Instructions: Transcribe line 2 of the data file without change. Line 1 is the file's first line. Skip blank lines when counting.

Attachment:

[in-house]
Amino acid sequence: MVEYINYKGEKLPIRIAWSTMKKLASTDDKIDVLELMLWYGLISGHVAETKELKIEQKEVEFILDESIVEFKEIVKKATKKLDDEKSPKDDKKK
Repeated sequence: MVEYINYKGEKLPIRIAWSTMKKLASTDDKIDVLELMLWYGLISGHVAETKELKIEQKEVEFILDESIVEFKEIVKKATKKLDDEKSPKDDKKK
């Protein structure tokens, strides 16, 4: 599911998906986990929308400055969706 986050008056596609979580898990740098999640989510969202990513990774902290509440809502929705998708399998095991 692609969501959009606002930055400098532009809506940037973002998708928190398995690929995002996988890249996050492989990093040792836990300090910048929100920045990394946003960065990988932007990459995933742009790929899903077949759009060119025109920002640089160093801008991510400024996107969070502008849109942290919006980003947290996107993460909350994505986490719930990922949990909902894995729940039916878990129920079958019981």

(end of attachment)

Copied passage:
Amino acid sequence: MVEYINYKGEKLPIRIAWSTMKKLASTDDKIDVLELMLWYGLISGHVAETKELKIEQKEVEFILDESIVEFKEIVKKATKKLDDEKSPKDDKKK